If you choose to have a tiny house that isn’t mobile, you can spend plenty of time enhancing your yard. Doing so can double or triple your living space! If you have the yard space, you may want to opt for a fire pit, a garden, or even an outdoor kitchen. The more you spend your time outside, the less you’ll feel cramped and cooped up in your new tiny house.

If you opt for a tiny house that can be moved, seek out places that have plenty of outdoor amenities such as parks, nature trails, and outdoor picnic areas. Get out and about and you’re sure to love your tiny house even more.

Keep Your Perspective

Above all, remember that tiny house living is not for everyone. If anything, it isn’t easy to stay on top of clutter, especially if you’ve had lots of possessions in the past. If you’re serious about tiny house living, you can reap many benefits. These include saving a substantial amount of money and seeing more of the world.

I know someone who has a tiny house and she no longer has a mortgage payment. Now, she and her family live debt-free thanks to their tiny house. They also travel a bunch and have amazing stories to share. If I ever opt for tiny house living, I’ll definitely travel even more!

Would you ever live in a tiny house? Do you know anyone who does? Share your thoughts below! 


Smart Home Updates that Save You Money

Smart Home Updates that Save You Money--Miter Saws and Mary Janes

When it comes to smart  home updates, there are plenty of cool gadgets on the market. But which actually save you money? In this guide, I highlight smart products I’ve installed in my home, rental properties, and/or flips. Here are the best products I’ve found to upgrade your home in a smart way AND save money:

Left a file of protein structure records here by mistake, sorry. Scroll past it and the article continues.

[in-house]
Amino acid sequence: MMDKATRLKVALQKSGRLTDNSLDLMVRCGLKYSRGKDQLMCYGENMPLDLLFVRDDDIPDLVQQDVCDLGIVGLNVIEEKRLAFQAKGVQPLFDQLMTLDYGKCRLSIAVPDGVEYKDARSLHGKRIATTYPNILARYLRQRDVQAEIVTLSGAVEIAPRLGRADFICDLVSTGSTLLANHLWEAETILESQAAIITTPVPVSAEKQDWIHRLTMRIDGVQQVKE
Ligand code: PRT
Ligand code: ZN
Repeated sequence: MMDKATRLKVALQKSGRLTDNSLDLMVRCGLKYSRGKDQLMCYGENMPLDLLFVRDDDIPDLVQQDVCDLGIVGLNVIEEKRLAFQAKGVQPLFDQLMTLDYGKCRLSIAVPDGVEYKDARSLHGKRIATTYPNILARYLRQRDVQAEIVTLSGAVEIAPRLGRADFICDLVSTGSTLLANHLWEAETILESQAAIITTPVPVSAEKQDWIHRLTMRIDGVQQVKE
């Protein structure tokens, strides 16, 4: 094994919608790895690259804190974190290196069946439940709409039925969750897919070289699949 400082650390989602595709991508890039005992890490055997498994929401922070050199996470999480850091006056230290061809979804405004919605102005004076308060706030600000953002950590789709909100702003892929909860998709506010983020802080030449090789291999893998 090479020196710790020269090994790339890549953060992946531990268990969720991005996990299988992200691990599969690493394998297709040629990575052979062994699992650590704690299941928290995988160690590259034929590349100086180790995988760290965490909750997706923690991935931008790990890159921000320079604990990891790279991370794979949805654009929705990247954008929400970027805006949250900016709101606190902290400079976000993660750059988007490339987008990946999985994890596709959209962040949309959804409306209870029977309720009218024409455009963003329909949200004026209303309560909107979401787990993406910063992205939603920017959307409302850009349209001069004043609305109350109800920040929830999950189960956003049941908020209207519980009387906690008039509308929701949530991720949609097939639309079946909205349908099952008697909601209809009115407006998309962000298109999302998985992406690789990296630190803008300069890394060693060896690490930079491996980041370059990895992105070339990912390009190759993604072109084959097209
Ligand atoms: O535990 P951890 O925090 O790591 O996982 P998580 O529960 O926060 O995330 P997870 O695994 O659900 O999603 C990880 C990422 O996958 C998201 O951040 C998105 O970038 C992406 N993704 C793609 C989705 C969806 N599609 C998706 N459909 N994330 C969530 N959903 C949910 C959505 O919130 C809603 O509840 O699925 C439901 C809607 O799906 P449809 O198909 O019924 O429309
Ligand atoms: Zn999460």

Smart Home Updates: Low-Flow Plumbing Fixtures

Low-flow plumbing fixtures are a double whammy: They save water and save you money. According to Energy Star, installing low-flow fixtures can save you over $140 per year.

I personally like to retrofit old fixtures with low-flow aerators if they don’t need to be replaced. My favorite aerator is the Niagara Conservation N3610CH Tri-Max 3 Flow Rate Dual Thread Needle Spray Aerator (try saying that fast even one time!) which costs less than $6.

When buying a new showerhead, I opt for Waterpik, gravitating between the RSD-133 Rain Head and the ASR-733 Drench Head. Both have superior pressure and hold up well to the abuse my tenants put them through.

For kitchen and bathroom faucets, I tend to stick with Moen for my rentals and flips because they have great customer service and warranty coverage. For flips, it can also include Kohler since that’s a recognized brand that appeals to buyers. The Moen Commerical M-Bition Widespread Faucet is in over 10 of my rentals. I always opt for separate hot & cold water levers as the integrated faucets seem to have more issues with repairs.

Programmable Thermostats

Hands down, the best programmable thermostat I’ve ever found is The Nest. I don’t install these in my rentals because I don’t pay the utilities (and I’d hate to see one of them mysteriously walk off). But I do have these in my own home. We have 2 because we have 2 separate heating systems. I love that I can link the two systems so they “talk” to each other.

Plus, operating The Nest from my smartphone allows me to control the temp even when I’m not home. There have been countless times when we’ve left for a trip and I’m setting the thermostats to the ‘Away’ setting while boarding my plane–it’s so easy!

According to the Real Savings website, Nest users save, on average, 10-12% on heating and 15% on cooling. While annual savings of upwards of $150, the device pays for itself in less than 2 years. If you’re interested in purchasing The Nest, contact your utility company to see if they’re offering rebates. My company was, I bought the device during a Black Friday sale for $199, and I received a $100 rebate in less than a month.